Sellers also need to assess what kind of a culture the other company has--and whether it will be synergistic with its own culture. After all, most acquisitions fail because of cultural mismatches. Even if two companies operate in the same market, they might have very different ways of operating. If your company is accustomed to wearing suits and ties and you're eyeing a company where employees where Hawaiian shirts and shorts to work, a sale might not be a great cultural fit. It could work, but you need to understand how it substantially increases the risk of making such a deal.
This is far from a comprehensive list of what might be looked at in a due diligence process. In smaller deals, where the risk is lower, the process might focus mainly on the financial and legal aspects of the business. But in larger deals, where the risk of failure is much higher, you can expect to go through much more detail--a process that might take months.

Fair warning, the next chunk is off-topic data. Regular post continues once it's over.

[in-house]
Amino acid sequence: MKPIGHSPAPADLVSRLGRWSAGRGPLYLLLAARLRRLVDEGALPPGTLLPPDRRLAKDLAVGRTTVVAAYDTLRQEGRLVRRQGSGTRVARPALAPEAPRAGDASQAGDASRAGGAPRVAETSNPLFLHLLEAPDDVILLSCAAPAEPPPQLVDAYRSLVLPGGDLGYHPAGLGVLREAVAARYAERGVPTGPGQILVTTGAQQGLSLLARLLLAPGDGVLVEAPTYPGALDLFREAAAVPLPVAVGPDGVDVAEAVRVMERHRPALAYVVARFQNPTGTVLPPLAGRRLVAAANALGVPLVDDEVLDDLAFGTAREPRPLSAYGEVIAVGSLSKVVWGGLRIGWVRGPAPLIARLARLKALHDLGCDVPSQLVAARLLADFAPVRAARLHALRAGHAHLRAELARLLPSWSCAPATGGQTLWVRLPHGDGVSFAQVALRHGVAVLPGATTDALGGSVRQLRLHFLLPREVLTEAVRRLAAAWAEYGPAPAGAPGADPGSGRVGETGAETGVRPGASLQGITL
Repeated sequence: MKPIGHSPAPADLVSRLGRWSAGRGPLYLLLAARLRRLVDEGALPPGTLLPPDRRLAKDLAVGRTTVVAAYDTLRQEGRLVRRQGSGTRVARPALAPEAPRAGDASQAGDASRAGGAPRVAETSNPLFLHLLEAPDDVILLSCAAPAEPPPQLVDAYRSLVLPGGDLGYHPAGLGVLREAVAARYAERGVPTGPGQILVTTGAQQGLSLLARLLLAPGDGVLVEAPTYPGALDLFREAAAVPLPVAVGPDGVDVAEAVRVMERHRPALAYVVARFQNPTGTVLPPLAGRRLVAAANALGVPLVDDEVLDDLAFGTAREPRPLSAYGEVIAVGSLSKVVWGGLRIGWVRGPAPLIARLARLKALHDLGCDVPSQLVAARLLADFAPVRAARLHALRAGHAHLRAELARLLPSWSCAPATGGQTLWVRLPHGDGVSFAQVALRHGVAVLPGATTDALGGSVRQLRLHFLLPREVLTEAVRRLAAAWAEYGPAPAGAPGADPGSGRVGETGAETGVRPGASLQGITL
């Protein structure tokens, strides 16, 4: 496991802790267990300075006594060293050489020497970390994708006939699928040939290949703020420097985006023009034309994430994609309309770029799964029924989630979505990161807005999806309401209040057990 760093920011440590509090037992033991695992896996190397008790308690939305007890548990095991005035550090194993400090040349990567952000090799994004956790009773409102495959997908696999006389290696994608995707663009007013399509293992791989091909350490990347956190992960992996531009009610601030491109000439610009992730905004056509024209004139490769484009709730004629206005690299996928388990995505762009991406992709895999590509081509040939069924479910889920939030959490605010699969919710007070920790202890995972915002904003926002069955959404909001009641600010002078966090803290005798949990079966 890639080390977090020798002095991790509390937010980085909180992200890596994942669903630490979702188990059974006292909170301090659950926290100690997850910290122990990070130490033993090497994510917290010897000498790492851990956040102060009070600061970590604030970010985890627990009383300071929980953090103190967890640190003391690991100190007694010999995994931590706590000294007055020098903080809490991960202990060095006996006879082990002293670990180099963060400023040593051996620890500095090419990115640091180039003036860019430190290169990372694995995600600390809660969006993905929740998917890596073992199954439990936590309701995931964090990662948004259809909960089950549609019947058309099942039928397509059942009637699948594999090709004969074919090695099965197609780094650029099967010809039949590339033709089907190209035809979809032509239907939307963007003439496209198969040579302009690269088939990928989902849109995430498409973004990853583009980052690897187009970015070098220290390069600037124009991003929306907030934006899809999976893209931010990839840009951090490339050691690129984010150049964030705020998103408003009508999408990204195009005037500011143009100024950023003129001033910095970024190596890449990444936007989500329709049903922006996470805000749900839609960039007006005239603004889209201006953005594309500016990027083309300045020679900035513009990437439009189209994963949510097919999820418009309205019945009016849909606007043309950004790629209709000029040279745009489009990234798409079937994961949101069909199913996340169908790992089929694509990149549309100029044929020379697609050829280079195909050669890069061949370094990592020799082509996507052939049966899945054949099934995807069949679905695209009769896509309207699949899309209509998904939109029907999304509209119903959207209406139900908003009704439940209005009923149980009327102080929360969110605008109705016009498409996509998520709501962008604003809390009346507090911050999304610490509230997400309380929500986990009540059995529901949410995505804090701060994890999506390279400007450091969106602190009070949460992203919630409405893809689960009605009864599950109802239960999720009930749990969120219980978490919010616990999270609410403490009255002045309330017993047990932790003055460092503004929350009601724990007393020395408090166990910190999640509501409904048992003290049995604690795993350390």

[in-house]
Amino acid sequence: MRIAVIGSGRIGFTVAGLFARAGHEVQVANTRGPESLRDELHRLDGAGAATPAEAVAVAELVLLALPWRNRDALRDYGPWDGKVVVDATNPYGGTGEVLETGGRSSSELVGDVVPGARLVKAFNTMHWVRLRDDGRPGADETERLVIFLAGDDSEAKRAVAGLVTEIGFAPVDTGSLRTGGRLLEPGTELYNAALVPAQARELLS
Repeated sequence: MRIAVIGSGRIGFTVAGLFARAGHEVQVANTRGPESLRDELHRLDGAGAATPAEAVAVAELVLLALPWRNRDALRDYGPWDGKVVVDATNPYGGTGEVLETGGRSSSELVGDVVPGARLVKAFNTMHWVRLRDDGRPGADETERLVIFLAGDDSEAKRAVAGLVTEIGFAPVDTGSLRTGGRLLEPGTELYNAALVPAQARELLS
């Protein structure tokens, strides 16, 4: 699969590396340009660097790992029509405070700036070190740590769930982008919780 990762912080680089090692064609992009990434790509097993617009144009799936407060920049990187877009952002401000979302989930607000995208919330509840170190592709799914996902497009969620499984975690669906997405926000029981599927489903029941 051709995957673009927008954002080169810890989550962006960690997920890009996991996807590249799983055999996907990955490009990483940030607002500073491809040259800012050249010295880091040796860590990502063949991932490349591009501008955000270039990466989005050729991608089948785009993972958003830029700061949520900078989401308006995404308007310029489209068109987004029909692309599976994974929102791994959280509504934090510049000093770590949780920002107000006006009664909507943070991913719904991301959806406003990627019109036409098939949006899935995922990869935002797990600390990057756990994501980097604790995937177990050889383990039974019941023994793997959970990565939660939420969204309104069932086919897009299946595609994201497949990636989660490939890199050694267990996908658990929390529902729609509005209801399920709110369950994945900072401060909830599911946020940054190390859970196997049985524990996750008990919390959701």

The reminder here to potential sellers is that you can use this list to help prepare for a smooth sales process. The greater number of red flags the potential buyer finds, especially where it might contradict something you originally claimed, the less likely you are to get the price you want--or to even close a deal at all.
So, if you want to maximize the chances of selling your business for the best possible price, take the time now to get rid of any skeletons you might have in your closet.